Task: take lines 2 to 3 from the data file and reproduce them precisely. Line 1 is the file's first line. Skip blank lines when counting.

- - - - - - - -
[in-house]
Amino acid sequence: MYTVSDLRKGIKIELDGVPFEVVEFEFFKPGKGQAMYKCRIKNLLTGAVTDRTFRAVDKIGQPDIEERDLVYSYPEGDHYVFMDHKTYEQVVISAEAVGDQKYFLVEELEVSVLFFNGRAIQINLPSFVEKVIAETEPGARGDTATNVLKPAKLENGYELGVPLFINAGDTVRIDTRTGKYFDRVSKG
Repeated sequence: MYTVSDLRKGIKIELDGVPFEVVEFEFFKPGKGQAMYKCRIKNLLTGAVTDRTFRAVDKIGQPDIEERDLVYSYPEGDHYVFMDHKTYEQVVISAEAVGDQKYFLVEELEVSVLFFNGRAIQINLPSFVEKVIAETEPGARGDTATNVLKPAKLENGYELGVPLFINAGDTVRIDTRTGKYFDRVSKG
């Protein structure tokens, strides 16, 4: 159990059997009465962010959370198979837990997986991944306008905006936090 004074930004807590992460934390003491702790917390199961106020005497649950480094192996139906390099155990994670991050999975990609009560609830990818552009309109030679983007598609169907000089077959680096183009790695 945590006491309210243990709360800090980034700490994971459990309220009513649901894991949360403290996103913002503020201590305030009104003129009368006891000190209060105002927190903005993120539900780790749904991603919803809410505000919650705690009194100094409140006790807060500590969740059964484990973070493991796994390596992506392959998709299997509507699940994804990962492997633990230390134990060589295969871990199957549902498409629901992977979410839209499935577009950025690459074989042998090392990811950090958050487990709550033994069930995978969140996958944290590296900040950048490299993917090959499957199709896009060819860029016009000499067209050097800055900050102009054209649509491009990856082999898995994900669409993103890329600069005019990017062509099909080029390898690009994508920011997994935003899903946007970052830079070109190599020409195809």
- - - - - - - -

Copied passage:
Amino acid sequence: MYTVSDLRKGIKIELDGVPFEVVEFEFFKPGKGQAMYKCRIKNLLTGAVTDRTFRAVDKIGQPDIEERDLVYSYPEGDHYVFMDHKTYEQVVISAEAVGDQKYFLVEELEVSVLFFNGRAIQINLPSFVEKVIAETEPGARGDTATNVLKPAKLENGYELGVPLFINAGDTVRIDTRTGKYFDRVSKG
Repeated sequence: MYTVSDLRKGIKIELDGVPFEVVEFEFFKPGKGQAMYKCRIKNLLTGAVTDRTFRAVDKIGQPDIEERDLVYSYPEGDHYVFMDHKTYEQVVISAEAVGDQKYFLVEELEVSVLFFNGRAIQINLPSFVEKVIAETEPGARGDTATNVLKPAKLENGYELGVPLFINAGDTVRIDTRTGKYFDRVSKG